Ronald Reagan Washington National Airport station

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Ronald Reagan Washington
National Airport
WMATA Metro Logo.svg WMATA Blue.svg WMATA Yellow.svg rapid transit station
Reagan National Metro Station.jpg
Location2400 South Smith Boulevard
Arlington, VA 22202
Coordinates38°51′11″N 77°02′38″W / 38.852985°N 77.0439°W / 38.852985; -77.0439Coordinates: 38°51′11″N 77°02′38″W / 38.852985°N 77.0439°W / 38.852985; -77.0439
Owned byWMATA
Platforms2 island platforms
Tracks3
ConnectionsBus transport Metrobus: 10N
Construction
Structure typeElevated
Bicycle facilities8 racks
Disabled accessYes
Other information
Station codeC10
History
OpenedJuly 1, 1977; 42 years ago (July 1, 1977)[1]
Previous namesNational Airport (1977–2001)
Traffic
Passengers (2017)5,906 daily [2]Decrease 9.67%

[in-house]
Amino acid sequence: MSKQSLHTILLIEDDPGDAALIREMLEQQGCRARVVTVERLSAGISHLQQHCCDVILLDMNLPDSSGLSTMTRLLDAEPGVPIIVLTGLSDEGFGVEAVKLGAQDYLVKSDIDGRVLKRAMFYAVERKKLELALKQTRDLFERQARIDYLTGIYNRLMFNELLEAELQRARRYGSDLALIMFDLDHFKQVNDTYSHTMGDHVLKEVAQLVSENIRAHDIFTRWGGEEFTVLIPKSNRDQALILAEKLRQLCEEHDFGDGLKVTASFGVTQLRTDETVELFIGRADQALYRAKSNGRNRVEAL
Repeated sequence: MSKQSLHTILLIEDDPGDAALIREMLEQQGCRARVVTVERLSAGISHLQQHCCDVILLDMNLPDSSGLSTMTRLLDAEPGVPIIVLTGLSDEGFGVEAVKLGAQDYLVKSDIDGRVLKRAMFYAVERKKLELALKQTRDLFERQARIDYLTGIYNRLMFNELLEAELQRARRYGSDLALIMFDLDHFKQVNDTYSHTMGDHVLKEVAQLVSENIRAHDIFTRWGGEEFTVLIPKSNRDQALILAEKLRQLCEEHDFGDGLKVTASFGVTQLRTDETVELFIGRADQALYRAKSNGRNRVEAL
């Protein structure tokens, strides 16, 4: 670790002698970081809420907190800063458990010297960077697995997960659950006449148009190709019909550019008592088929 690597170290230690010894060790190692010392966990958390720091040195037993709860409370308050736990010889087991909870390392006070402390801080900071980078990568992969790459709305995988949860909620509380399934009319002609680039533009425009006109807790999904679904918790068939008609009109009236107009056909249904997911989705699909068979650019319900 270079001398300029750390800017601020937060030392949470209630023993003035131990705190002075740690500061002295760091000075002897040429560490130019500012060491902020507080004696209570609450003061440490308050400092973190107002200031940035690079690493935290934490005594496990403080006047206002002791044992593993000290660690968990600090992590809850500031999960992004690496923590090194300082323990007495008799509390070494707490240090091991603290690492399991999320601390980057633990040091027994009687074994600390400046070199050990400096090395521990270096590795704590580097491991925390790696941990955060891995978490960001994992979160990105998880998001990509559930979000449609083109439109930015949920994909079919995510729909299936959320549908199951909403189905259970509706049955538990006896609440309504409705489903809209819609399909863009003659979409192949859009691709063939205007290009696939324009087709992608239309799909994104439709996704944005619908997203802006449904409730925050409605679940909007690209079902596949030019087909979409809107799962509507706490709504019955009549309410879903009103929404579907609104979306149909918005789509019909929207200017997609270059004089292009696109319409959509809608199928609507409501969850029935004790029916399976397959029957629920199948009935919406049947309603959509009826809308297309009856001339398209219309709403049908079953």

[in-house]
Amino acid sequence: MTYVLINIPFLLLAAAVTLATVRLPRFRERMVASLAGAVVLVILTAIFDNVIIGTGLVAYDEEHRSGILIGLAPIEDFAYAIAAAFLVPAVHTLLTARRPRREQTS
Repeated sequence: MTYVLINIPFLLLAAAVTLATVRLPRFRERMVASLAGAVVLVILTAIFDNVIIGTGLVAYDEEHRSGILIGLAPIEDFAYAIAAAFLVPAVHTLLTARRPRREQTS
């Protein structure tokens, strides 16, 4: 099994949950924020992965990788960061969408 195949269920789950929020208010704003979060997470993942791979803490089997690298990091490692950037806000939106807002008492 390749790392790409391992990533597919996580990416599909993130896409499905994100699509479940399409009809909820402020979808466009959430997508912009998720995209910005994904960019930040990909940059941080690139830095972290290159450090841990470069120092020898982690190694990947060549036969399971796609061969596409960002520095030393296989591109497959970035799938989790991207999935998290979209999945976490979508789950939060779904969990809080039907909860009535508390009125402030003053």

Services
Preceding station WMATA Metro Logo.svg Washington Metro Following station
Terminus Blue Line Crystal City
Yellow Line Crystal City
toward Greenbelt
Yellow Line train at Ronald Reagan Washington National Airport

Ronald Reagan Washington National Airport (formerly National Airport) is a Washington Metro station in Arlington, Virginia on the Blue and Yellow Lines. The station platform is elevated and covered and is the last above ground station on the Yellow Line in Virginia, heading into Washington, D.C. It is one of only two stations in the system to have three tracks (the other being West Falls Church). The station is located across Smith Boulevard from the B and C terminals at Ronald Reagan Washington National Airport (DCA); the airport shuttle bus carries people to and from Terminal A. The mezzanines are directly connected to the B and C terminals by pedestrian walkways to Level 2 (gate level). The airport's Abingdon Plantation historical site is near the station.

History[edit]

The station opened on July 1, 1977.[1] Its opening coincided with the completion of 11.8 miles (19.0 km)[3] of rail between National Airport and RFK Stadium and the opening of the Arlington Cemetery, Capitol South, Crystal City, Eastern Market, Farragut West, Federal Center SW, Federal Triangle, Foggy Bottom–GWU, L'Enfant Plaza, McPherson Square, Pentagon, Pentagon City, Potomac Avenue, Rosslyn, Smithsonian and Stadium–Armory stations.[4]